Wisconsin Far From the Crowd in Top-Funded Kickstarter Tech Projects
Wisconsin inventors, like many of their brethren around the country, have turned to crowdfunding site Kickstarter in recent years to help make their ideas a reality.
Mixed among Wisconsin Kickstarter projects raising money for small-town theater renovations, board game creations, and indie films and music albums, are inventions ranging from advanced insulation materials for outdoor gear, to a credit card-sized digital device for testing the condition of engine oil.
But just as Badger State startups rarely attract large sums of venture capital, the amounts raised by Wisconsin technology projects on Kickstarter pale in comparison with similar campaigns in bigger tech hotbeds on the coasts.
Among Wisconsin’s tech startups, the highest-grossing crowdfunding campaign on Kickstarter was a solar-powered device charger that snagged $193,230 from 1,755 people in 2013. The second-highest was Fasetto, a cloud-based software program for instantly sharing files, which raised $152,795 from 194 backers that same year.
Consumer tech products continued to get funded in Wisconsin last year—nine of the state’s top 18 tech campaigns on Kickstarter occurred in 2014. But backers poured far less money into those projects than the previous year. None of last year’s Wisconsin tech campaigns surpassed $100,000, and most garnered less than $35,000.
David Dupee wonders if this decline is “evidence of a general Kickstarter fatigue setting in.” Dupee is the founder and CEO of Milwaukee-based CraftFund, a crowdfunding website primarily for craft breweries and restaurants. CraftFund allows the general public to buy stakes in companies raising money on its platform, as long as both the company and its investors are located in states that permit equity crowdfunding, such as Wisconsin.
Dupee points to examples like Oculus VR, the virtual reality device company that was chastised by early supporters who collectively donated $2.4 million to it on Kickstarter in 2012, only to see Oculus “sell out” to social media giant Facebook for $2 billion two years later. Kickstarter backers might’ve sung a different tune, Dupee thinks, had they gotten a piece of Oculus’ payday, instead of a poster, t-shirt, or pair of virtual reality goggles.
“We obviously believe this points to the opportunity for equity crowdfunding once it gets its sea legs,” he says in an e-mail message. “While we’re focused more on food and beverage, I think the consumer demand for ownership is across the board.”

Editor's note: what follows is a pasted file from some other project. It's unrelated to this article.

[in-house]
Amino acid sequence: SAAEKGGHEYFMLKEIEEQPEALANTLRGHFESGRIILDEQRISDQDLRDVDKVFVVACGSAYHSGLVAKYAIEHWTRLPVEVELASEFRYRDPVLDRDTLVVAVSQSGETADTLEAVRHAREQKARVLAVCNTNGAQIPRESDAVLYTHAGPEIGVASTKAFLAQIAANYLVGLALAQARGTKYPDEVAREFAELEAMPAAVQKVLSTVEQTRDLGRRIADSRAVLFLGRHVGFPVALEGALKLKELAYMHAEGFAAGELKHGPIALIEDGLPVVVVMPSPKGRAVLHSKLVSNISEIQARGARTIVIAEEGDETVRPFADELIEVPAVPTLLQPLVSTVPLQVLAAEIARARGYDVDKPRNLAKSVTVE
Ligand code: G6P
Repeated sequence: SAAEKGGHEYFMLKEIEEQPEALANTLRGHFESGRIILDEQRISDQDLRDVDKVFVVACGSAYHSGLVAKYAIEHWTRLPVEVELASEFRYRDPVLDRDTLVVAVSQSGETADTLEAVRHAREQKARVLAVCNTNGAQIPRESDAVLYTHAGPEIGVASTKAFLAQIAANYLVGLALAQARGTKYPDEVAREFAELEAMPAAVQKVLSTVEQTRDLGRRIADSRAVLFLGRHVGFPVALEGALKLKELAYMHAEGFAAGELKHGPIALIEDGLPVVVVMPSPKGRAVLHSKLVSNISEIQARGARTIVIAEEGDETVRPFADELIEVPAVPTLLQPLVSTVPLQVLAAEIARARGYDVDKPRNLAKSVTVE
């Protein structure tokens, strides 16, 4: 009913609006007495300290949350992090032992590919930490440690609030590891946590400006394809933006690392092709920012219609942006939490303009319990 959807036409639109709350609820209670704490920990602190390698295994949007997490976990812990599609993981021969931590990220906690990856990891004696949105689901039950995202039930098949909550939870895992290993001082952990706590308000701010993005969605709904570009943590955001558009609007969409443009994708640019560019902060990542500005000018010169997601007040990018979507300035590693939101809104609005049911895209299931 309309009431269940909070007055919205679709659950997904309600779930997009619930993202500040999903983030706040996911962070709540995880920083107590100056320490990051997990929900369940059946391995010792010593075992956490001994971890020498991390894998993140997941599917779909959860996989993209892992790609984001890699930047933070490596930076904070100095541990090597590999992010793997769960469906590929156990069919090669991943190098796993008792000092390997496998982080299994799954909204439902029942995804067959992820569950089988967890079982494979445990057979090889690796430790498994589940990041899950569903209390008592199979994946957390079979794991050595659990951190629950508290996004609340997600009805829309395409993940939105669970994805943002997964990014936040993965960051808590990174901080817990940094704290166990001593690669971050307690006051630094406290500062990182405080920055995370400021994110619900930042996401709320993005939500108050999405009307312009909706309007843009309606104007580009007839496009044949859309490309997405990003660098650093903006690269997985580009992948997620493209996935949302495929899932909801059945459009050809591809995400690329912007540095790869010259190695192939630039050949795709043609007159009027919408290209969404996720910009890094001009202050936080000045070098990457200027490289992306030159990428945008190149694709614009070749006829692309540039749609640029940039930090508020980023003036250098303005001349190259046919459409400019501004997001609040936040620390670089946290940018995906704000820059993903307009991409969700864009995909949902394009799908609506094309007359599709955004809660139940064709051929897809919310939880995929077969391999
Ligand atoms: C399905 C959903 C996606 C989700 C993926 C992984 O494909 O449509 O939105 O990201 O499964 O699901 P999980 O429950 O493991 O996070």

That remains to be seen, and the young industry is still grappling with a patchwork quilt of state laws as the U.S. Securities & Exchange Commission delays implementation of federal equity crowdfunding rules.
For now, let’s take a look at Wisconsin’s top three technology projects funded on Kickstarter in 2014:
—Fix It Sticks: Brian Davis, a cycling enthusiast in Appleton, WI, was frustrated because common tools for bicycle maintenance are either compact, but lack leverage, or are adequately strong, but too bulky. He designed a set of modular, customizable tools that are both compact and can get the job done, he says. He raised $45,201 from 963 backers in 2013 to fund the prototype. Last year, he raised nearly double that amount in a separate campaign: $81,864 from 1,522 backers, which went toward two new variations of the original concept.
—Zallus Reflow Oven Controller: Milwaukee inventor Nathan Zimmerman created a kit that
can convert an ordinary toaster oven into a reflow oven for soldering printed circuit board components. The technology allows for controlling the oven via a touchscreen or USB-connected device. Zimmerman raised $31,980 from 344 backers last year.
—Raspiado: Chris Kaschner, of Madison, WI, raised $27,708 from 583 people last year to move forward with Raspiado, a device that powers Raspberry Pi computers and provides several USB ports. Raspberry Pi is an inexpensive, credit card-sized computer that plugs into a monitor or TV, a keyboard, and a mouse. The computers were invented in 2006 at the University of Cambridge in the UK by a group of people concerned that young people lacked access to technology necessary to foster an interest in hardware and software development.